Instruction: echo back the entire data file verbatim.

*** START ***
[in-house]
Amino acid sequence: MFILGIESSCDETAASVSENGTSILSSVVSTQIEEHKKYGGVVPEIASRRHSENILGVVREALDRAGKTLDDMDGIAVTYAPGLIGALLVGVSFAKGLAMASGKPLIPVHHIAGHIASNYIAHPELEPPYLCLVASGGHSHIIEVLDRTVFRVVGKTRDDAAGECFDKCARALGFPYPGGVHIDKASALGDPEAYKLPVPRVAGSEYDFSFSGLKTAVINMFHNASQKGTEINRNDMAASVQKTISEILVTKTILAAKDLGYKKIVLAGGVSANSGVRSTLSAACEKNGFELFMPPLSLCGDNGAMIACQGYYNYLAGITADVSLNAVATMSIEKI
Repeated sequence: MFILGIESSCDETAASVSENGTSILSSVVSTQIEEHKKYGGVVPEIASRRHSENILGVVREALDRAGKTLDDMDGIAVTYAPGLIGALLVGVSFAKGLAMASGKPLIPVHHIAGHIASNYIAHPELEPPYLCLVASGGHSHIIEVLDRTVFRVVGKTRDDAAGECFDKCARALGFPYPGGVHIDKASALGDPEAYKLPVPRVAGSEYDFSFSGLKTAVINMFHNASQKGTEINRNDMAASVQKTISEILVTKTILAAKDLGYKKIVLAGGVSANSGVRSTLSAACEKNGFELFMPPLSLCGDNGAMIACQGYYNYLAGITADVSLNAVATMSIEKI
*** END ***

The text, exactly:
[in-house]
Amino acid sequence: MFILGIESSCDETAASVSENGTSILSSVVSTQIEEHKKYGGVVPEIASRRHSENILGVVREALDRAGKTLDDMDGIAVTYAPGLIGALLVGVSFAKGLAMASGKPLIPVHHIAGHIASNYIAHPELEPPYLCLVASGGHSHIIEVLDRTVFRVVGKTRDDAAGECFDKCARALGFPYPGGVHIDKASALGDPEAYKLPVPRVAGSEYDFSFSGLKTAVINMFHNASQKGTEINRNDMAASVQKTISEILVTKTILAAKDLGYKKIVLAGGVSANSGVRSTLSAACEKNGFELFMPPLSLCGDNGAMIACQGYYNYLAGITADVSLNAVATMSIEKI
Repeated sequence: MFILGIESSCDETAASVSENGTSILSSVVSTQIEEHKKYGGVVPEIASRRHSENILGVVREALDRAGKTLDDMDGIAVTYAPGLIGALLVGVSFAKGLAMASGKPLIPVHHIAGHIASNYIAHPELEPPYLCLVASGGHSHIIEVLDRTVFRVVGKTRDDAAGECFDKCARALGFPYPGGVHIDKASALGDPEAYKLPVPRVAGSEYDFSFSGLKTAVINMFHNASQKGTEINRNDMAASVQKTISEILVTKTILAAKDLGYKKIVLAGGVSANSGVRSTLSAACEKNGFELFMPPLSLCGDNGAMIACQGYYNYLAGITADVSLNAVATMSIEKI